and of course it’s someone else’s brother,
narrower across the shoulders than
yours but with the same sad slouch, the grin
that does not hide the stubbornness,
the sad refusal to give in to
rain, to the hours of wasted waiting,
to the knowledge that somewhere ahead
a man is waiting who will say, “No,
we’re not hiring today,” for any
reason he wants. You love your brother,
now suddenly you can hardly stand
the love flooding you for your brother,
who’s not beside you or behind or
ahead because he’s home trying to   
sleep off a miserable night shift
at Cadillac so he can get up
before noon to study his German.
Works eight hours a night so he can sing
Wagner, the opera you hate most,
the worst music ever invented.
How long has it been since you told him
you loved him, held his wide shoulders,
opened your eyes wide and said those words,
and maybe kissed his cheek? You’ve never
done something so simple, so obvious,
not because you’re too young or too dumb,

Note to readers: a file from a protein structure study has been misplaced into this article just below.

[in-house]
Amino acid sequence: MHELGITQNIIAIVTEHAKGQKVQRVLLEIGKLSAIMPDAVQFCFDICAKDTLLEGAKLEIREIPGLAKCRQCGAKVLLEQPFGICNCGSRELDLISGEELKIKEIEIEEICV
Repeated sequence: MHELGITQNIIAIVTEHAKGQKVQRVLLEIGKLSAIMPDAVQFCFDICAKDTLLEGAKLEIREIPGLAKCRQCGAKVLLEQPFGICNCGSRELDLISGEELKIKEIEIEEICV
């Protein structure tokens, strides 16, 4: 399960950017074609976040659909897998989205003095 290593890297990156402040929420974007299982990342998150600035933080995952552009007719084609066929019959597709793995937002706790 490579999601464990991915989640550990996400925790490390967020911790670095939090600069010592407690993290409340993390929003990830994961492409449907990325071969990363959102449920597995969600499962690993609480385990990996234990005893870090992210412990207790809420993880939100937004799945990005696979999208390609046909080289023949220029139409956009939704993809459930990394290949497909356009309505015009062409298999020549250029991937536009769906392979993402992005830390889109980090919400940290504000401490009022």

not because you’re jealous or even mean
or incapable of crying in
the presence of another man, no,   
just because you don’t know what work is.

Wednesday, August 27, 2014

The Panther by Rainer Maria Rilke

The Panther

His vision, from the constantly passing bars,
has grown so weary that it cannot hold
anything else. It seems to him there are
a thousand bars; and behind the bars, no world.

As he paces in cramped circles, over and over,
the movement of his powerful soft strides
is like a ritual dance around a center
in which a mighty will stands paralyzed.

Only at times, the curtain of the pupils
lifts, quietly—. An image enters in,
rushes down through the tensed, arrested muscles,
plunges into the heart and is gone.

(Translated by Stephen Mitchell)

Tuesday, August 26, 2014

In Another Country by Philip Levine

In Another Country

A man spreads out dried fruit
on an old blanket and lets the flies
descend in a frenzy. When I try to shoo
them away he squats down to eye level,
takes my right hand delicately in his,
shakes his head, and mumbles
what might be a prayer or words
of advice or a curse. I don’t know
because no one here—neither the sellers
nor the buyers—speaks a language
I understand. An old grandfather
whose white hair halos his head
sits cross-legged on the damp grass
smoking his pipe, his eyes closed.